In 1987, NetSpan added more affiliates, and changed its name to Telemundo. In Chicago, WSNS-TV dropped its Univision affiliation and joined Telemundo, with WCIU carrying Univision programming after 5 p.m. In the early 1990s, WNJU dropped its English-language religious shows and became a full-time Telemundo station.

In 1989, the station moved its operations to 39 Industrial Avenue in Teterboro. In 2001, General Electric (then-owner of NBC) purchased Telemundo. WNJU witnessed major overhauls, adopting similar opening graphics to those used at New York City's WNBC, and adopting a tweaked version of its opening music sequence. In 2003, WNJU relocated to the Sixth Floor at 2200 Fletcher Avenue in Fort Lee, occupying the former studios and offices of the NBC-owned CNBC cable network, which around the same time moved to a state-of-the-art new studio complex at 900 Sylvan Avenue (Route 9W) in Englewood Cliffs.

In 2009, WNJU debuted the morning magazine program Las Comadres con Gloria B, which became the #1 program in the market in its timeslot, garnering 1.5 million viewers.

Analog-to-digital conversion

WNJU discontinued regular programming on its analog signal, over UHF channel 47, on June 12, 2009, as part of the federally mandated transition from analog to digital television. The station's digital signal remained on its pre-transition UHF channel 36, using PSIP to display WNJU's virtual channel as 47 on digital television receivers.

News operation

WNJU presently broadcasts 17 hours of locally produced newscasts each week (with three hours on weekdays and one hour each on Saturdays and Sundays); in addition, the station produces a newsmagazine program titled Acceso Total, which airs weekday mornings at 10 a.m. and the public affairs program Enfoque New York (a local version of the Telemundo discussion program Enfoque), which airs Sundays at 12 p.m.

WNJU launched its news operation in the late 1980s, with 6 p.m. and 11 p.m. newscasts anchored by Jorge L. Ramos In 1997, it launched a weekend edition of Noticiero 47, anchored by Ivan Taylor. In 2001, it launched a morning newscast called Noticiero 47 Primera Edicion, as well as a midday newscast. Weekend newscast was taken over by Ramon Zayas. However, due to cutbacks, WNJU pulled the plug on its morning, midday, and weekend newscasts in 2009. Two years later, in 2011, the weekend newscast was relaunched, and in November 2012, a new morning newscast was introduced, called Buenos días, Nueva York. Buenos Días expanded to 5 a.m., adding El Pacha from rival WXTV-DT, though it later reverted to its former title of Noticiero 47 Primera Edicion. Gloria Echeverry was also added to the weeknight newscasts as co-anchor, while Yaima Crespo joined the weekend newscasts in that same capacity. Entertainment reporter Odalys Molina was moved to the Morning News. Station also received a new helicopter, HelicopteroT47, along with sister station WNBC and rival WXTV-DT. Morning weather anchor Victoria Sosa and Rafael Bello now anchor Acceso Total.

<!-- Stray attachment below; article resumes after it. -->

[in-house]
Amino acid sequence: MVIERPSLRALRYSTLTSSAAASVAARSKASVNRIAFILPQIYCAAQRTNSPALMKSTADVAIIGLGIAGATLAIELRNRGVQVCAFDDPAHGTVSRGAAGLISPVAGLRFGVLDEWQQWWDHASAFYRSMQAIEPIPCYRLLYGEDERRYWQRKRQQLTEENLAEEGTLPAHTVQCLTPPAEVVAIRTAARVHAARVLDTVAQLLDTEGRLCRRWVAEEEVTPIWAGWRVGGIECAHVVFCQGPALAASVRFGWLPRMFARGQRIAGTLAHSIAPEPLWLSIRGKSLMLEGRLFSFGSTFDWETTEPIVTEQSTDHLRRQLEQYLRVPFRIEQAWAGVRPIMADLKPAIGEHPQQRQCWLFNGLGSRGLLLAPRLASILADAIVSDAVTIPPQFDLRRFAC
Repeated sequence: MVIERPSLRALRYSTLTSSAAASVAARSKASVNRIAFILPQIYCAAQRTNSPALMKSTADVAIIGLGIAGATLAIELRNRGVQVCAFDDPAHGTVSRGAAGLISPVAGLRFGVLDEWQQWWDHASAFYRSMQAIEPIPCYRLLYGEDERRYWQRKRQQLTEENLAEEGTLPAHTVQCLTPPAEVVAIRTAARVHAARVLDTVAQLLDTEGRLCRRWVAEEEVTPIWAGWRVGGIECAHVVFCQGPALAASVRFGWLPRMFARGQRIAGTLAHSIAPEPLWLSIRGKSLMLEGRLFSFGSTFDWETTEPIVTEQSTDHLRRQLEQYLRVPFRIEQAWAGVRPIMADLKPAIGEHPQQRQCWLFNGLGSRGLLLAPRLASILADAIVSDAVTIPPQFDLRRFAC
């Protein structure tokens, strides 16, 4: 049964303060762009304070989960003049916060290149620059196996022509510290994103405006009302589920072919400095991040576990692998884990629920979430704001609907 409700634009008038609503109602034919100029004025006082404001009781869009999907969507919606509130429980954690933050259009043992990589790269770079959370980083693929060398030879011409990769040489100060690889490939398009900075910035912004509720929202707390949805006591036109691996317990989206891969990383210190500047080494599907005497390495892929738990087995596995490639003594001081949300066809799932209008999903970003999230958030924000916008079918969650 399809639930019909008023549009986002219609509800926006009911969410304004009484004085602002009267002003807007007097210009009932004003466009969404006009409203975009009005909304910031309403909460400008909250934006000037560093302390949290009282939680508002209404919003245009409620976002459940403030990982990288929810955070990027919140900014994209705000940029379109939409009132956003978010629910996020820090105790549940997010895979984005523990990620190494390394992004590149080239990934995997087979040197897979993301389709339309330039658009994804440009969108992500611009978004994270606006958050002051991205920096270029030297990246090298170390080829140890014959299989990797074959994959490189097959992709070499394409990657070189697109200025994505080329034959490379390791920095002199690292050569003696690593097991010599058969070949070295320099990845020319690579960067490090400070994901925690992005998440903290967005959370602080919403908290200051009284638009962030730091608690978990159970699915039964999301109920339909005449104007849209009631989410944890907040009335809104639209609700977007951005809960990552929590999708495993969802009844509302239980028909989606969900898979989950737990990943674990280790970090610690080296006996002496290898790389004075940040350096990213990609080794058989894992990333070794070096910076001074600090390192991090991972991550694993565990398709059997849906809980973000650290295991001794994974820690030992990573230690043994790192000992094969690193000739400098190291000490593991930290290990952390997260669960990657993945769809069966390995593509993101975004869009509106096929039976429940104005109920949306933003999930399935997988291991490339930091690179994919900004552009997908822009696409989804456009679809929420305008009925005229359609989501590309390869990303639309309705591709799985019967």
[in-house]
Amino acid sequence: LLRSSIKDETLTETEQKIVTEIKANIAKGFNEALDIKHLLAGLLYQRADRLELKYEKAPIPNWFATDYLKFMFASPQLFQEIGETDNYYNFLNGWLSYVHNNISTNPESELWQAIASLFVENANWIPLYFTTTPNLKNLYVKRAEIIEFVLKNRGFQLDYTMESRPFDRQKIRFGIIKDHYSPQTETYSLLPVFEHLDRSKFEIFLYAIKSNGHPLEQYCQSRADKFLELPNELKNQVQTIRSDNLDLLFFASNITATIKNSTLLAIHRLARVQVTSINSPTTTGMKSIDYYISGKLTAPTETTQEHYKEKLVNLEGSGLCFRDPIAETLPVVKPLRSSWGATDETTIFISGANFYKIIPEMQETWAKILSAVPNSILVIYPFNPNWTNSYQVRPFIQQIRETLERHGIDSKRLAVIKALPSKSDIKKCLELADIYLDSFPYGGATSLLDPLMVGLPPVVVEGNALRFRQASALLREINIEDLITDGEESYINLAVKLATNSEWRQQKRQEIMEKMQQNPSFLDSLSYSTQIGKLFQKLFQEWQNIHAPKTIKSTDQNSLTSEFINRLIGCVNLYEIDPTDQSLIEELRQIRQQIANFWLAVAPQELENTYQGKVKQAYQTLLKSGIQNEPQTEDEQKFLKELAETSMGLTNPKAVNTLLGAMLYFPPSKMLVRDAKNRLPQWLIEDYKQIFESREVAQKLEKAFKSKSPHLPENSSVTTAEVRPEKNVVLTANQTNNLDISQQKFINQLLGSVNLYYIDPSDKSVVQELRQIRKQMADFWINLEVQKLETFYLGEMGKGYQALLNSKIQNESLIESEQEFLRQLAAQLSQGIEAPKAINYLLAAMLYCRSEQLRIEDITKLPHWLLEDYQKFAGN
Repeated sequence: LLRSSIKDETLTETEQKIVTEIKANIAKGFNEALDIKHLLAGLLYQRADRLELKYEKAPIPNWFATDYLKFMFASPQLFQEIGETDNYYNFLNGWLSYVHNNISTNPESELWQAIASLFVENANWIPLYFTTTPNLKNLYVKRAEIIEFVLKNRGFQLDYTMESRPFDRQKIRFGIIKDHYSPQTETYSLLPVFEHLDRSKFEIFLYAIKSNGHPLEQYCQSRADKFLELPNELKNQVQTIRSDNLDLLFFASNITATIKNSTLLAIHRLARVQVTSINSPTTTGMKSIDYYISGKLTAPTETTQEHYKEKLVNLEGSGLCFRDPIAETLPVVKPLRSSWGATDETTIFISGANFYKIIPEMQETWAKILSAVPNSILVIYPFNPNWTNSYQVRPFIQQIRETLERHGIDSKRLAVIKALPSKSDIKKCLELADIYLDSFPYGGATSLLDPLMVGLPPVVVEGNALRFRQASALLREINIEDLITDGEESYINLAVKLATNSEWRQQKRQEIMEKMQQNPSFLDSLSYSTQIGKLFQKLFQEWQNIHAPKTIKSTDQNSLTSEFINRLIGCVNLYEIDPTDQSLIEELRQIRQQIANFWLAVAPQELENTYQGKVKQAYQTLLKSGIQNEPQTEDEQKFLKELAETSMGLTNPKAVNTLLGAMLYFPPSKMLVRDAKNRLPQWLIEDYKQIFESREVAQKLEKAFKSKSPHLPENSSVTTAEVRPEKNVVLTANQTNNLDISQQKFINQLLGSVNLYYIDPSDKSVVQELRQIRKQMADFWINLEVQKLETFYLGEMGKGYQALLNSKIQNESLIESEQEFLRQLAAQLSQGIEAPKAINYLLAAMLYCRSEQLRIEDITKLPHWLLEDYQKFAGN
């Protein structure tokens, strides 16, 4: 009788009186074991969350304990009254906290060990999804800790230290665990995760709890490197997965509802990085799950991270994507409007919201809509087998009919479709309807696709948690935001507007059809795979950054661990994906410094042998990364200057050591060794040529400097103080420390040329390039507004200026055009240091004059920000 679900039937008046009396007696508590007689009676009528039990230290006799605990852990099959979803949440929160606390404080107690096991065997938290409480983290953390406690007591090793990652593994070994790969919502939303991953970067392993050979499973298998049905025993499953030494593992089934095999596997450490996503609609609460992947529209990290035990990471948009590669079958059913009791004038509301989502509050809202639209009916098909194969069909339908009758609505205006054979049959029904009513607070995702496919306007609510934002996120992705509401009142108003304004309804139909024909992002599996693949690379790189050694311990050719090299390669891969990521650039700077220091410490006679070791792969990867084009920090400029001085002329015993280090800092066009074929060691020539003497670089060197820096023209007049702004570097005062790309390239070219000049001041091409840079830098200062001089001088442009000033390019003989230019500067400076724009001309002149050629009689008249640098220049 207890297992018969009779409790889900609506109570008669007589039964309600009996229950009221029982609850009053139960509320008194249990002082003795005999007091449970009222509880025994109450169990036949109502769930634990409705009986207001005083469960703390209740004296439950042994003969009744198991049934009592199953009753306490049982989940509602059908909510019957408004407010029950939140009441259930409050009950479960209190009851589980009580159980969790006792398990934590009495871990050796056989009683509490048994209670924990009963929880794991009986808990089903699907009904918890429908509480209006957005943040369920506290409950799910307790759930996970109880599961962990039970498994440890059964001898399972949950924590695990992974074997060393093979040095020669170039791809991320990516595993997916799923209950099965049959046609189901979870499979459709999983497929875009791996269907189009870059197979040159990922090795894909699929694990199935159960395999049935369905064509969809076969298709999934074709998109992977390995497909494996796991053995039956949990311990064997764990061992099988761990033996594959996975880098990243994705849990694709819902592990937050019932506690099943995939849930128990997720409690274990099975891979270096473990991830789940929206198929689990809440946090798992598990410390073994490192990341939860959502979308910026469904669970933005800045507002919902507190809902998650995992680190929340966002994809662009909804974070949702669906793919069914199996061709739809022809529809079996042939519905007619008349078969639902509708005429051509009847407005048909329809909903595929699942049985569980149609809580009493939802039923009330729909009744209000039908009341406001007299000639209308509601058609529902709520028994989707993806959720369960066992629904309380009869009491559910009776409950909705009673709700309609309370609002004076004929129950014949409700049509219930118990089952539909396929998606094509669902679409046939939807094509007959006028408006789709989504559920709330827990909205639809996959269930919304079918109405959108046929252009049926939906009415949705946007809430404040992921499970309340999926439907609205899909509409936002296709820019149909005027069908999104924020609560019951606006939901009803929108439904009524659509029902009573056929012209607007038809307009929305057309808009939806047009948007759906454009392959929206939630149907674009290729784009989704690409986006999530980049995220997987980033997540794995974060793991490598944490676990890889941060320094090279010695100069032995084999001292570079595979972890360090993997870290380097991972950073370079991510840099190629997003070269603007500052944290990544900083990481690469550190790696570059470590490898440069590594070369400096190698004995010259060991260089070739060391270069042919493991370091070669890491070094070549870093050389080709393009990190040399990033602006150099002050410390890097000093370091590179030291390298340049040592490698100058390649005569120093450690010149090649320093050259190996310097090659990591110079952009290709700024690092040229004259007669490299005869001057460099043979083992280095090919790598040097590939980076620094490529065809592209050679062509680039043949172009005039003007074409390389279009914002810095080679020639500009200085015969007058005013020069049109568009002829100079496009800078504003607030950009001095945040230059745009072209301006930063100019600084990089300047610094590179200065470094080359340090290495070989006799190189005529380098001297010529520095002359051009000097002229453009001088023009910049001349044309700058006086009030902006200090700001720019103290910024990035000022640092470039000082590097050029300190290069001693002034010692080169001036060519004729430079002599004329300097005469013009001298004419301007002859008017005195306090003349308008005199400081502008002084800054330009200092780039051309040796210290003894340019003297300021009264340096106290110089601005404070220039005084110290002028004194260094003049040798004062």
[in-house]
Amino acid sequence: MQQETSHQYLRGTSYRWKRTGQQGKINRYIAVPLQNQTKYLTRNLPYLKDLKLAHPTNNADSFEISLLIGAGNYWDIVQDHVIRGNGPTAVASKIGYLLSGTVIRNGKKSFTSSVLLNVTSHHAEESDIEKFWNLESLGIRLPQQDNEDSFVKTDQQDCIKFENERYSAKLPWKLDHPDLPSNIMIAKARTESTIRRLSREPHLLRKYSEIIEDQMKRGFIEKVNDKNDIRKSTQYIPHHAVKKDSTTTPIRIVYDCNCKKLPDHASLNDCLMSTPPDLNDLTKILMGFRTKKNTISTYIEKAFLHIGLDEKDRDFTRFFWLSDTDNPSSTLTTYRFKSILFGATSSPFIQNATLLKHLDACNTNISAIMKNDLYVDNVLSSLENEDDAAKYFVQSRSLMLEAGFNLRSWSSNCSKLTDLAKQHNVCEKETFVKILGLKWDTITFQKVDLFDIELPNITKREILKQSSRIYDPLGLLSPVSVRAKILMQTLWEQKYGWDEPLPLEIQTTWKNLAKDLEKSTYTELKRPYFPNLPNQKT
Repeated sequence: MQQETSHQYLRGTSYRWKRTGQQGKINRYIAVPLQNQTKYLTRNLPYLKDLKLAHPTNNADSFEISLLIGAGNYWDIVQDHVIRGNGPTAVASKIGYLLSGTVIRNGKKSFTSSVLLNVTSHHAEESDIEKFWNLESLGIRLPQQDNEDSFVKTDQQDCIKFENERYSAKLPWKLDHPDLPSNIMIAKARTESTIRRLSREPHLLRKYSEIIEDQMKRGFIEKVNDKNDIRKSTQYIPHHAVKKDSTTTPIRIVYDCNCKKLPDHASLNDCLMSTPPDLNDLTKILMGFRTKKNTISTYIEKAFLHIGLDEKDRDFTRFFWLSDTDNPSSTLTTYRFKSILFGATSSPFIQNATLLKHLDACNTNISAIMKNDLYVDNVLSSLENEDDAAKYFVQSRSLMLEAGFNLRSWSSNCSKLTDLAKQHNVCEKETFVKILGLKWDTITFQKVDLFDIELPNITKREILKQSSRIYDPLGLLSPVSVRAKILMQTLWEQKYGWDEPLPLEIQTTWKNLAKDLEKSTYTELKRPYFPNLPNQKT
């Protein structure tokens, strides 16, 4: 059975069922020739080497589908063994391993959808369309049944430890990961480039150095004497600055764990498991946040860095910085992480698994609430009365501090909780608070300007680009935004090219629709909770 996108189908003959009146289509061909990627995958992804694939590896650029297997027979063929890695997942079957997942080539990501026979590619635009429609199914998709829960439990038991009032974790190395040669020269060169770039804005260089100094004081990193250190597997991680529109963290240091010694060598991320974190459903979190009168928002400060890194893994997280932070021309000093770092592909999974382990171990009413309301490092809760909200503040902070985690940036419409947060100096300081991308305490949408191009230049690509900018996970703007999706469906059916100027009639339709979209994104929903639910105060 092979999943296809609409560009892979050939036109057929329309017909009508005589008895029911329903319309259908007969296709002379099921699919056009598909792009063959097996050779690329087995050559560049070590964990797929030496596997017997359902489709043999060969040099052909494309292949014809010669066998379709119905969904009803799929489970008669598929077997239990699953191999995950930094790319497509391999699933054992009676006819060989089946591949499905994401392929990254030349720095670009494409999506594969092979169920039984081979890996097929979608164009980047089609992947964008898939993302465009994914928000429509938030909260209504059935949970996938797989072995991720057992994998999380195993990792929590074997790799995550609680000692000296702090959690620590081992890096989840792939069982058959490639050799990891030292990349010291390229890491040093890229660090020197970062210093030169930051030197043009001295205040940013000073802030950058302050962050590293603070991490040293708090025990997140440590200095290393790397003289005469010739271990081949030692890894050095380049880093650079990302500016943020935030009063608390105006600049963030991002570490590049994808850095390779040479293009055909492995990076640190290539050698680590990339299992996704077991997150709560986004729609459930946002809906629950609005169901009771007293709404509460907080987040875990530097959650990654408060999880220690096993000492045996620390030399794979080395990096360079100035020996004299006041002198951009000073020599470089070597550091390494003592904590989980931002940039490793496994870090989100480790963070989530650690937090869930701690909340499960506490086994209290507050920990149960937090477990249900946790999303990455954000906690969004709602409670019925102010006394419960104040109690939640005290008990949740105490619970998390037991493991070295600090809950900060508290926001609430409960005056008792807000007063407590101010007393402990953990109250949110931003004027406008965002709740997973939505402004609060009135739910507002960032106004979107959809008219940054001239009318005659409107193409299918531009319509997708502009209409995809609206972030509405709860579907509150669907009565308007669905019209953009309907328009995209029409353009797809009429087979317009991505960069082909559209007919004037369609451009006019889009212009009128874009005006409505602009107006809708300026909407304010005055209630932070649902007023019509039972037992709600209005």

On September 18, 2014 Telemundo announced a new 5:30 p.m./4:30 p.m. newscast for all 14 of its owned-and-operated stations, including WNJU. Additionally, a new daytime newscast debuted November 3rd, 2014.